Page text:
The Wildlife Explorers visit to Fletcher Moss Park and Parsonage Gardens took advantage of a glorious sunny day.
There are two main buildings on the site, one of which, The Croft is famous as the birthplace of The RSPB. In 1890, Emily Williamson held a meeting at The Croft to discuss the exploitation of bird for their feathers. The Plumage League was formed and great work was done campaigning against the use of bird feathers in fashion, particularly millinery. Birds like the Great Crested Grebe were saved from the brink of extinction. On joining forces with Croydon’s Fur and feather Group the RSPB was formed.
One of the Park’s Trustees spent a few moments telling the group about the history of the other important building on the site – The Parsonage – and about Mr Fletcher Moss himself, the public-spirited alderman who donated his property to the local Council on his death 1919.
We then went on to explore the Parsonage Gardens. They looked wonderful, bursting with flowers, colourful foliage and interesting trees. The Rockery (originally created by Emily’s husband, Robert Wood Williamson) boasting a stunning collection of specimen trees surrounding a central pond with lush vegetation was a favourite with many of our group.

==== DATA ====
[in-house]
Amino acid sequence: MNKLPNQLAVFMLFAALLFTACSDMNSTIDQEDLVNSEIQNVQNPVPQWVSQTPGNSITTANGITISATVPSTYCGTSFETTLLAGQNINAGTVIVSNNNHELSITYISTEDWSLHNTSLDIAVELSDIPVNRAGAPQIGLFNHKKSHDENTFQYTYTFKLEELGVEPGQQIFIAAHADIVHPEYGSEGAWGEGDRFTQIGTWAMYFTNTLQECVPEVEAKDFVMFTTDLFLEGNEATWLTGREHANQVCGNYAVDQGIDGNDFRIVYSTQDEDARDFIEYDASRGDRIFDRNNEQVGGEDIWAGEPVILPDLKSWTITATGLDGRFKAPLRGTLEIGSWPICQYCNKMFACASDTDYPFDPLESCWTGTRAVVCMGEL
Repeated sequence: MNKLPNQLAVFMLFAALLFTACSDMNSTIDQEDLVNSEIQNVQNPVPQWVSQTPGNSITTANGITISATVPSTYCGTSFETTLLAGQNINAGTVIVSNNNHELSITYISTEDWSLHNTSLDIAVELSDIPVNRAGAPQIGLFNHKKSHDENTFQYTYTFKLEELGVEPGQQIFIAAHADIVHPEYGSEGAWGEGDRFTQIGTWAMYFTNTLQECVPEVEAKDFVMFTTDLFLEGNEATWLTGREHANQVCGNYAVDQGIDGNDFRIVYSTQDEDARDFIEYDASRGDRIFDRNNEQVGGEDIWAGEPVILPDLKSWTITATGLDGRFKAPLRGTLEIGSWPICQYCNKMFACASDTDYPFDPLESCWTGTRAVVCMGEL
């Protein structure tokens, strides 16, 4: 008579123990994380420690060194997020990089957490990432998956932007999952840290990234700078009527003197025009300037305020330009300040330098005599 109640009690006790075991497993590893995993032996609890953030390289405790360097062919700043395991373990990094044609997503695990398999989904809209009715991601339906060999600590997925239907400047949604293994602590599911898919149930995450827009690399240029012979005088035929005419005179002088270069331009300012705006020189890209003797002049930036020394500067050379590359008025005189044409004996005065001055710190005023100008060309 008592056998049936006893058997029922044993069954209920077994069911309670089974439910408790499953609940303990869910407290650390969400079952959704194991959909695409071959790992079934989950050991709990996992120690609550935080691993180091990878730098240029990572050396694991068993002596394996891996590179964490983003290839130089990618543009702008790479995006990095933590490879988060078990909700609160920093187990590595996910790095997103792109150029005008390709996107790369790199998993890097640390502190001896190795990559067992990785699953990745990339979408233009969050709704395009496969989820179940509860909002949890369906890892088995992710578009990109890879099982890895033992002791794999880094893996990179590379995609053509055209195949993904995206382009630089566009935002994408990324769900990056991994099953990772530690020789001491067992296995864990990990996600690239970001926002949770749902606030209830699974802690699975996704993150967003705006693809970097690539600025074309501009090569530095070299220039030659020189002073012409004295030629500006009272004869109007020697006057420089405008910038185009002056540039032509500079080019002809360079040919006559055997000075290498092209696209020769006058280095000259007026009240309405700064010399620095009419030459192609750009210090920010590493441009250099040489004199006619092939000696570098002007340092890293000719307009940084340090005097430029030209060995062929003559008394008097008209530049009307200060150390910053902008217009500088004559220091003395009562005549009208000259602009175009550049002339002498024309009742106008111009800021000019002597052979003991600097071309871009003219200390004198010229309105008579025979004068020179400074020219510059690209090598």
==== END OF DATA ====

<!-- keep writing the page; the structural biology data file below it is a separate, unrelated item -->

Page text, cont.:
After taking in the formal gardens we then walked around the woodland and up to the River Mersey, taking note of the native bird, insect, tree and wildflower species we could identify. As well as appreciating the area’s value for wildlife everyone was fascinated to learn about the area’s use as a flood basin.
We spotted lots of wildflowers including carpets of cuckoo flower, lesser celandine and stitchwort. Insects were out in force in the sunshine. As well as speckled wood and orange-tip butterflies, dock-leaf beetles and alder beetles were spotted by eagle-eyed explorers. This lovely location, despite being so close to Macclesfield was new to most of the group and they are all planning to visit again with family and friends.
The full bird list for the day was:
Wildlife Explorers would like to thank the Friends of Fletcher Moss for their hard work maintaining this beautiful a gem of a park and particularly Alan Hill who provided lots of information and made our preparations for the visit so much easier by spending time with us during the site recce.